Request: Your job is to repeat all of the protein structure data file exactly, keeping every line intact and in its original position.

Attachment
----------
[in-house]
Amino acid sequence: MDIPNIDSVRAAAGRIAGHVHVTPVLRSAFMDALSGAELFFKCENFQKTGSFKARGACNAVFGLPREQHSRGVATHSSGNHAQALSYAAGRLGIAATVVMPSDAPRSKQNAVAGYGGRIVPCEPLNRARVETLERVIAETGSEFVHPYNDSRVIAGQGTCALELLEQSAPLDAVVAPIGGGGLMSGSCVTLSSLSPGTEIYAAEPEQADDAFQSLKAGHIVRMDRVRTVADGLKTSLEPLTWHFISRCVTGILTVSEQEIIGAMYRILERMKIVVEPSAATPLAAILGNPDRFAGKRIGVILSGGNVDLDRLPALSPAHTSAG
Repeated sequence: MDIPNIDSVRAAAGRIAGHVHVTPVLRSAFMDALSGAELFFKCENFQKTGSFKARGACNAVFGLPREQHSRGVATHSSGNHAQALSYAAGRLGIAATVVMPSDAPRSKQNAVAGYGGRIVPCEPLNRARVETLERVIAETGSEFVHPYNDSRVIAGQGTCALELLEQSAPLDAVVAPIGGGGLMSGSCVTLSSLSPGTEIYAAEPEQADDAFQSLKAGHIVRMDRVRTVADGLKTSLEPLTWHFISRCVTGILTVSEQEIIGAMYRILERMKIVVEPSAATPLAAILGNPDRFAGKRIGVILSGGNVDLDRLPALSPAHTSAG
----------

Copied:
[in-house]
Amino acid sequence: MDIPNIDSVRAAAGRIAGHVHVTPVLRSAFMDALSGAELFFKCENFQKTGSFKARGACNAVFGLPREQHSRGVATHSSGNHAQALSYAAGRLGIAATVVMPSDAPRSKQNAVAGYGGRIVPCEPLNRARVETLERVIAETGSEFVHPYNDSRVIAGQGTCALELLEQSAPLDAVVAPIGGGGLMSGSCVTLSSLSPGTEIYAAEPEQADDAFQSLKAGHIVRMDRVRTVADGLKTSLEPLTWHFISRCVTGILTVSEQEIIGAMYRILERMKIVVEPSAATPLAAILGNPDRFAGKRIGVILSGGNVDLDRLPALSPAHTSAG
Repeated sequence: MDIPNIDSVRAAAGRIAGHVHVTPVLRSAFMDALSGAELFFKCENFQKTGSFKARGACNAVFGLPREQHSRGVATHSSGNHAQALSYAAGRLGIAATVVMPSDAPRSKQNAVAGYGGRIVPCEPLNRARVETLERVIAETGSEFVHPYNDSRVIAGQGTCALELLEQSAPLDAVVAPIGGGGLMSGSCVTLSSLSPGTEIYAAEPEQADDAFQSLKAGHIVRMDRVRTVADGLKTSLEPLTWHFISRCVTGILTVSEQEIIGAMYRILERMKIVVEPSAATPLAAILGNPDRFAGKRIGVILSGGNVDLDRLPALSPAHTSAG